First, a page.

5 Brain Myths That Harm Our Children

Are you left-brained or right-brained focused? Do we really only use 10 percent of our brain?

Many of us have pondered over these questions at one time or another, and some of us may even believe we have a definite answer to one or more of these kinds of brain teasers. However, a scientific study informs us that there is no validity to these questions as they are actually neuromyths, or unscientific ideas about the brain. Continue reading “5 Brain Myths That Harm Our Children”

Preschool Interventions: How Accurate Is The Research?

Early childhood educators are grateful for the work that researchers do to increase our understanding of the field of preschool education and how improve it. However, no one study alone can solidify advances –- research-based progress comes from the sum of findings as a whole, not just the parts.  Continue reading “Preschool Interventions: How Accurate Is The Research?”

Playing to Raise Happy, Healthy Children

Long gone are the days of playing dress-up, tag, and action figures. Becoming a parent often means losing the ability to play! Yet whimsical free play is crucial to children’s development, according to Nancy O’Conner, the director of the Family Center at Kansas State University. O’Conner, a licensed clinical marriage and family therapist, suggests that in order to raise happy, healthy children, parents may want to relearn how to be a kid again.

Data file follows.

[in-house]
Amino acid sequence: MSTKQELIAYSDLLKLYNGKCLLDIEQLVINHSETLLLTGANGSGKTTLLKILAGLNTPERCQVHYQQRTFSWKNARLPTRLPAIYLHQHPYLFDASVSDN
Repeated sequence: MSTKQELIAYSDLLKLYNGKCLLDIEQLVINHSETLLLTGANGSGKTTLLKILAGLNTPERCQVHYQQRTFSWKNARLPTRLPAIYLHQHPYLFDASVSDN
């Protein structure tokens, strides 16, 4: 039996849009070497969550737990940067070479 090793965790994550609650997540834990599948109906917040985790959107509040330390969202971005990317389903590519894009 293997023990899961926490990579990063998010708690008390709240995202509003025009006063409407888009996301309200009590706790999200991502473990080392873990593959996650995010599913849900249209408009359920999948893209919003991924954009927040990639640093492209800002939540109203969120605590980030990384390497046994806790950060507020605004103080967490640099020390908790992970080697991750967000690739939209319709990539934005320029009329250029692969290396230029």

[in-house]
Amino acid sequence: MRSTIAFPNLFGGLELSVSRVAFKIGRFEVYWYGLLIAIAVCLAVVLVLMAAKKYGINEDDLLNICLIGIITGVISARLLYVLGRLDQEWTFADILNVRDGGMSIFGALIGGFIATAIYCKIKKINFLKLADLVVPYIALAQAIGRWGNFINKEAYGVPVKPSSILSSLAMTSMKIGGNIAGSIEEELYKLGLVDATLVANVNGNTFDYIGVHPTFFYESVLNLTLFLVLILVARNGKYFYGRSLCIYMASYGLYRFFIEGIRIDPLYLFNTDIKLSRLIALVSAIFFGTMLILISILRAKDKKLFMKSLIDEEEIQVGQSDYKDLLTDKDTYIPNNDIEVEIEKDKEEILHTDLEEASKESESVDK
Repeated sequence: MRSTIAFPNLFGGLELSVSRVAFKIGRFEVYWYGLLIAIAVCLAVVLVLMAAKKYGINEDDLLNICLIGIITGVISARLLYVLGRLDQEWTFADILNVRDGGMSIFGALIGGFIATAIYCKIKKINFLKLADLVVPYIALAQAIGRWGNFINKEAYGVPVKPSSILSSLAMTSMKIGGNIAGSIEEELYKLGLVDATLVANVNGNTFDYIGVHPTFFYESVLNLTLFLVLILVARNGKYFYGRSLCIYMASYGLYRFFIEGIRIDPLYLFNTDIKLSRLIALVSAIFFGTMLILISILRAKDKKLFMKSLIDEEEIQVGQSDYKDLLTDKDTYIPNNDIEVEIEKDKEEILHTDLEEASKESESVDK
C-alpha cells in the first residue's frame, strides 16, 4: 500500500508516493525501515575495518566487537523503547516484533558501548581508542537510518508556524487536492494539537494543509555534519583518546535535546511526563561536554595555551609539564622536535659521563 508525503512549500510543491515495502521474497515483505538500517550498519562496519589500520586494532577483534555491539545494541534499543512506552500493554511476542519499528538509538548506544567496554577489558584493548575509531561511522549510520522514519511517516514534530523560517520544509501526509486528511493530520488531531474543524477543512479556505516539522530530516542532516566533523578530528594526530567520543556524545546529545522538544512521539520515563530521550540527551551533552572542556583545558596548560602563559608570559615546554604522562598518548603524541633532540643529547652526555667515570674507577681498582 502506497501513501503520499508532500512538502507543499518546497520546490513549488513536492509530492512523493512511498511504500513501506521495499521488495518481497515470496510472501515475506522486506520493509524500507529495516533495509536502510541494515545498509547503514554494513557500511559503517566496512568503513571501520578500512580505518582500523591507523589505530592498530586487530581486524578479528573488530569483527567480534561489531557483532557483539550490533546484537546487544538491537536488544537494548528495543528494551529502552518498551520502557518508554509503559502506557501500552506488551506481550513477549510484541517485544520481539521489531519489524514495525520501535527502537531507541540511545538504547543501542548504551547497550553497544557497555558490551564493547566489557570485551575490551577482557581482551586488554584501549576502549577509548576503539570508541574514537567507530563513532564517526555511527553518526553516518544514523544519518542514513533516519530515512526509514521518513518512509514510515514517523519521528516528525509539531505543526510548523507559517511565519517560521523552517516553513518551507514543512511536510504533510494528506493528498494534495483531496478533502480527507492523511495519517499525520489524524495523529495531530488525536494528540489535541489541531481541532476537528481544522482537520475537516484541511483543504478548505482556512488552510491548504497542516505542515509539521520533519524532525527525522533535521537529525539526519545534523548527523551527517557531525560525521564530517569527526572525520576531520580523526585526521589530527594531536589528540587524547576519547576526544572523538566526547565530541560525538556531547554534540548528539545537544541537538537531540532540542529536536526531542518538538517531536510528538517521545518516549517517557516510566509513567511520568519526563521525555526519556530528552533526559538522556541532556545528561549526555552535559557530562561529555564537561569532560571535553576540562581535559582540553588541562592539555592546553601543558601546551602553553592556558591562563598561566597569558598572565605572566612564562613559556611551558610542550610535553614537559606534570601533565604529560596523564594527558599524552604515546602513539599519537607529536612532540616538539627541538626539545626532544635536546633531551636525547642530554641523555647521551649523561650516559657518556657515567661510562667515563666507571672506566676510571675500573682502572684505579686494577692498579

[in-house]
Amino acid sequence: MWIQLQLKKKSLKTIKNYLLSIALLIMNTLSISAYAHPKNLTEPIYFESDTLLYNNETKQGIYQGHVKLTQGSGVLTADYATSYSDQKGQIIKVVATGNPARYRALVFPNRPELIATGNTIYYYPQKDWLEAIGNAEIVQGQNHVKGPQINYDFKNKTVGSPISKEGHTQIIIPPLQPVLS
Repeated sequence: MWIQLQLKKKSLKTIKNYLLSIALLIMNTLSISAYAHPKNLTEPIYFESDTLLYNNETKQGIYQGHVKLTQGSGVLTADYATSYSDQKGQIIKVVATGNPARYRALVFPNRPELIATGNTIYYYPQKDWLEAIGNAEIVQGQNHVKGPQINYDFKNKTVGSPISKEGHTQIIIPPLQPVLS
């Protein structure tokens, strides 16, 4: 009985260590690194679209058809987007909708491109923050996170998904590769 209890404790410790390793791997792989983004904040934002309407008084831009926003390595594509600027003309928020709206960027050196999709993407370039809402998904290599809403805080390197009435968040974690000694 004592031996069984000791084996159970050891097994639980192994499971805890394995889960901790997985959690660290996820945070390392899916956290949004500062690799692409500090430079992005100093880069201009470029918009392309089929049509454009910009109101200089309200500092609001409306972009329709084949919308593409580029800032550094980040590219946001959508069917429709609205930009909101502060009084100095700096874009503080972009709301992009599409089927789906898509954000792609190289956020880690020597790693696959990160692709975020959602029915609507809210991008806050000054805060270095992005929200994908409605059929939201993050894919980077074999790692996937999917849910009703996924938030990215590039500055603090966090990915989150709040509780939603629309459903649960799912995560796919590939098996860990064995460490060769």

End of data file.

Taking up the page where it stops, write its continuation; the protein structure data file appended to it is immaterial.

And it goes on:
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Boys and Girls Learning to Read: It’s A Mixed Bag

Experienced teachers know that students learn in different ways and often take different paths to get to the same learning outcome.  According to a recent study, such differences are especially prevalent when boys and girls are learning to read. In fact, international research shows that in all age groups, girls outperform boys on measures of reading. This new study on gender differences aims to understand why this gender based performance gap exists and to gain insight into how it can be reduced.

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Toddler Tantrums? Tame Them With Talk

Angry outbursts like temper tantrums are common among toddlers, but by the time children enter school, they’re expected to have more self-control. In a longitudinal study published in Child Development, researchers  sought to determine whether developing language skills relates to developing anger control.

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It’s Not Over Their Heads: Spatial Language in Kids’ Activities

We use spatial language in everyday activities. Stating “the pail is next to the boy” provides a definition of visual space. Phrases like “on the table, under the bed, behind the door” are very important for young children who are learning about their visual space world and how to follow directions through practical life learning.  Once a child becomes school age, they need to use language in order to follow directions quickly and accurately and to master new social and educational learning.

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